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The Burden of the Fiscal Cliff Rests on the Shoulders of College Graduates


CREDIT: Olivier Douliery/Pool

Despite the abundance of fiscal cliff coverage by news media outlets in recent months, many Americans – a large portion being college students – remain unaware of the specifics regarding the country’s current economic situation and the implications new legislation could have on America’s economic growth in the next five years.

College students are facing tumultuous economic times during and after their college years as they struggle to pay loans back while dealing with higher tax rates. The reality of what the future holds for these students has created animosity towards Congress and its dysfunctional nature, directly affected by the polarizing nature of the current American political system.

The term “fiscal cliff” was used to describe the combination of spending cuts and expiration of the Bush era tax cuts that were set to take effect on New Year’s Day, if Congress was unable to reach a solution.

Going over the “fiscal cliff” would have had a catastrophic effect on the American economy, halting the growth seen in 2012 and reversing America’s trajectory towards another recession, with a contraction of over $500 billion in the next fiscal year.

2013 Decision

On Jan. 1 Congress finally stepped up to the plate and passed legislation to avert or put off many of the worst portions of the “fiscal cliff”, with the bill being passed first in the Senate by a vote of 89-8, then passing in the House by a vote of 257-167. The legislation will see tax rates for any Americans with an income of $400,000 or above rise to 39.6%, reaching levels last seen under the Clinton administration. Tax rates for middle-class workers and families will remain unchanged, however the expiration of payroll tax cuts will still raise taxes for 77% of Americans, costing a typical middle-class family $1,000 more in tax in 2013.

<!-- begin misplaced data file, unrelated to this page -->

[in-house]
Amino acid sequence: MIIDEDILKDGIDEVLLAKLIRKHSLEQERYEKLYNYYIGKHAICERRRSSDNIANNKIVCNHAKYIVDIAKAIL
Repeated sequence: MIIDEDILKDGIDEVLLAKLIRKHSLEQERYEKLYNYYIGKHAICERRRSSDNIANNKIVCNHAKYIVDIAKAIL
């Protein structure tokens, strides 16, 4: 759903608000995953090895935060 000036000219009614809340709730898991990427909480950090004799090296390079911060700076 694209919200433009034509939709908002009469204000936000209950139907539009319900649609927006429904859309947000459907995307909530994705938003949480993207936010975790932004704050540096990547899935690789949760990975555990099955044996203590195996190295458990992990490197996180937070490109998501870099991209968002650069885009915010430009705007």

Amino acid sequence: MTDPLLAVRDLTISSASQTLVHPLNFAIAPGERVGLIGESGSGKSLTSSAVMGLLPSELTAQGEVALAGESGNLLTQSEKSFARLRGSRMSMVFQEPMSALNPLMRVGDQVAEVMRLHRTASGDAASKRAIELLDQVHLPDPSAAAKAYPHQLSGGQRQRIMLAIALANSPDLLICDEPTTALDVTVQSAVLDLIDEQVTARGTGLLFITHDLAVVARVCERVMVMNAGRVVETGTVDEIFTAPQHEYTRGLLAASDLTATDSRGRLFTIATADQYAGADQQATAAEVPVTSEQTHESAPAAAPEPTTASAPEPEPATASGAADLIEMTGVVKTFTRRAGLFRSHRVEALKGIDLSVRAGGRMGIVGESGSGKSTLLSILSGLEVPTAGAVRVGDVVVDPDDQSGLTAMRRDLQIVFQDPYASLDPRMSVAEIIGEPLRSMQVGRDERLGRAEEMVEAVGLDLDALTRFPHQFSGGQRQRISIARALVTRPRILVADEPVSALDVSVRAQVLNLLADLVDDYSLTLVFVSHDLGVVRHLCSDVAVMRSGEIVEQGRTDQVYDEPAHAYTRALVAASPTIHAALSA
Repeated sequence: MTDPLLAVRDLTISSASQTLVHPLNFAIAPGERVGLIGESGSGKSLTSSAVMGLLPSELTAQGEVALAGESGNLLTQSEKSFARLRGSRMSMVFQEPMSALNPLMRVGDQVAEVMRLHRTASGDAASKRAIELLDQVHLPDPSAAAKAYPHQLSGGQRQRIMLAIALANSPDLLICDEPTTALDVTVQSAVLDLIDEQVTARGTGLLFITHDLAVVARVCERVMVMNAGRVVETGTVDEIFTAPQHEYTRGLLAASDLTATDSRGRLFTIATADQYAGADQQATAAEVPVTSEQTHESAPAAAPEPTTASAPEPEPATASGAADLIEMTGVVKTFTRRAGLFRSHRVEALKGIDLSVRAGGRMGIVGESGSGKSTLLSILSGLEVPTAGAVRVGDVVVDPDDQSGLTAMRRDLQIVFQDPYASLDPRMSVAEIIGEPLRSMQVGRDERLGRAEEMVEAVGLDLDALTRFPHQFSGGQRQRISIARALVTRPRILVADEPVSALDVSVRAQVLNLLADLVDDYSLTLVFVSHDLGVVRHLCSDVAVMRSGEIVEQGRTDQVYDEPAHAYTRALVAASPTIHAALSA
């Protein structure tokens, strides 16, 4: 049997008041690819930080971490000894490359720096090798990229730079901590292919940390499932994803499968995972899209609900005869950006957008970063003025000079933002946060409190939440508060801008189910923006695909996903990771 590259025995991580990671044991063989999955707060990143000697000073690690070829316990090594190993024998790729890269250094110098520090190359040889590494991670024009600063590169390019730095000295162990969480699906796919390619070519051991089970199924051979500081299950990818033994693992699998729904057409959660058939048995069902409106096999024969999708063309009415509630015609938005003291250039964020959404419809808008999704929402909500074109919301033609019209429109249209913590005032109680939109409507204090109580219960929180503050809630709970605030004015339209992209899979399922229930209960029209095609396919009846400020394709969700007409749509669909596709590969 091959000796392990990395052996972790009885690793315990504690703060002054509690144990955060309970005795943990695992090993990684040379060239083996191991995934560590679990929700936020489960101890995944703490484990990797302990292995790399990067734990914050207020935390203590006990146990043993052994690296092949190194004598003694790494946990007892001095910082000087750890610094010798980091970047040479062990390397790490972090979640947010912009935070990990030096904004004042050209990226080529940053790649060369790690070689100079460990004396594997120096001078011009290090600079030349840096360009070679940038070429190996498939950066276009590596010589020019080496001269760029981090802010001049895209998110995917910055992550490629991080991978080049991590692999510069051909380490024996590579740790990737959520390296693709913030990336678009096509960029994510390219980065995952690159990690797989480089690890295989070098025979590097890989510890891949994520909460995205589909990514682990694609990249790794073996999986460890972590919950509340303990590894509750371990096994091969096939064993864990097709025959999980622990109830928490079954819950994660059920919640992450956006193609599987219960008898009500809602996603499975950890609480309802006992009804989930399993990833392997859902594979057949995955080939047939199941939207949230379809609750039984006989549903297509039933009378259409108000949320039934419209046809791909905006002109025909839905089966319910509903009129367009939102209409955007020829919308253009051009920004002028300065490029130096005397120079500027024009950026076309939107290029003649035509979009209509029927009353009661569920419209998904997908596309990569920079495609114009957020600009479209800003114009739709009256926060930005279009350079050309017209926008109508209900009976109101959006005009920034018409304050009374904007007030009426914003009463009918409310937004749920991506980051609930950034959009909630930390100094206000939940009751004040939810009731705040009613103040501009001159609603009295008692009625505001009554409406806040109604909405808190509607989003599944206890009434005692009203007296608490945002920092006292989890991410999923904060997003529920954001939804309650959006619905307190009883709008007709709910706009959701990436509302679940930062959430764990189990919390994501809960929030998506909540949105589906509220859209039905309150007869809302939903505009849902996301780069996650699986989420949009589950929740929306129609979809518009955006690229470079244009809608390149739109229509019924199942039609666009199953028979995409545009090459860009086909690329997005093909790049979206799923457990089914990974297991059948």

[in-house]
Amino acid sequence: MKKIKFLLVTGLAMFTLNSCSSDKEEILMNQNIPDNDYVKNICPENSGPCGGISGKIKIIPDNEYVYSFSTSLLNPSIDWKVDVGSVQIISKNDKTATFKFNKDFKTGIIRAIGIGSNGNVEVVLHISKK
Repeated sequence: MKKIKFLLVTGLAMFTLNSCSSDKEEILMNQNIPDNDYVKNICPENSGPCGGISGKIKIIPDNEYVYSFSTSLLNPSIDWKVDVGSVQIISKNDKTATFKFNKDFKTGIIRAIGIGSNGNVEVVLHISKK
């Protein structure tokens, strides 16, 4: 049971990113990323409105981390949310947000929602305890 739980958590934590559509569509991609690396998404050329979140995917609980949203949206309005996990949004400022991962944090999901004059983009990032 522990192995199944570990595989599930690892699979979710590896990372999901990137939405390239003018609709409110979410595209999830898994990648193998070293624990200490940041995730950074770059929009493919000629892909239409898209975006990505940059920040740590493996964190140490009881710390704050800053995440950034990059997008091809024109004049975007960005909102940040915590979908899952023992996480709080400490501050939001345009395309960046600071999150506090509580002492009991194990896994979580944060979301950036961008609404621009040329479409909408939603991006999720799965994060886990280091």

The bill was signed into law Jan. 2 by President Obama, but the last minute legislation proves to be a short-term fix to an ever-growing, long-term problem.

Postponing Issues: Another Fiscal Cliff Coming?

The bill does not actually avert the massive spending cuts that were set to take place, but instead postpones the cuts for two more months, essentially creating another “fiscal cliff” at the beginning of March.

On Monday Dec. 31, the US government reached the debt ceiling limit, requiring the Federal Reserve to take precautionary measures to ensure the government will not default on its debt just yet. The debate over raising the debt ceiling, coupled with the debate over the new fiscal cliff set the stage for even more Congressional combat over the next few months.

The dissatisfaction with Congress is growing immensely amongst American citizens, and with tuition and tax rates rising and spending cuts looming, current and future college students are becoming more alarmed about the uphill battle they face with paying tuition and repaying loans after graduation.

Impact of Fiscal Cliff 2012-2013 on College Students

There is positive news for college students in the renewal of The American Opportunity Tax Credit, extended for another five years, which allows borrowers to deduct up to $2,500, defraying undergraduate college education expense. The Tuition and Fees Deduction was extended and this enables taxpayers to claim up to $4,000 in tuition expenses.

However, the burden placed upon college students depends greatly on the Higher Education Act, which is up for renewal in 2013 and could face the axe as a result of federal spending cuts. This piece of legislation affects the amount of money distributed to families through financial aid and grants, but if a renewal is not voted on, OSU students and others around the country will face lower amounts of aid coupled with rising tuition.

The total allocations of federal grants and work-study over the past year are both down at least 4%, and these numbers are expected to drop dramatically if the Higher Education Act is not renewed.

With uncertainty still relatively high, college students will gain little relief from the legislation Congress passed yesterday in the grand scheme of college financial worries, and the future of America’s higher education system remains to be decided in the coming months.

This article orginally appeared in The Pulse, a student publication at The Ohio State University that receives funding and training as a member of the Campus Progress journalism network.

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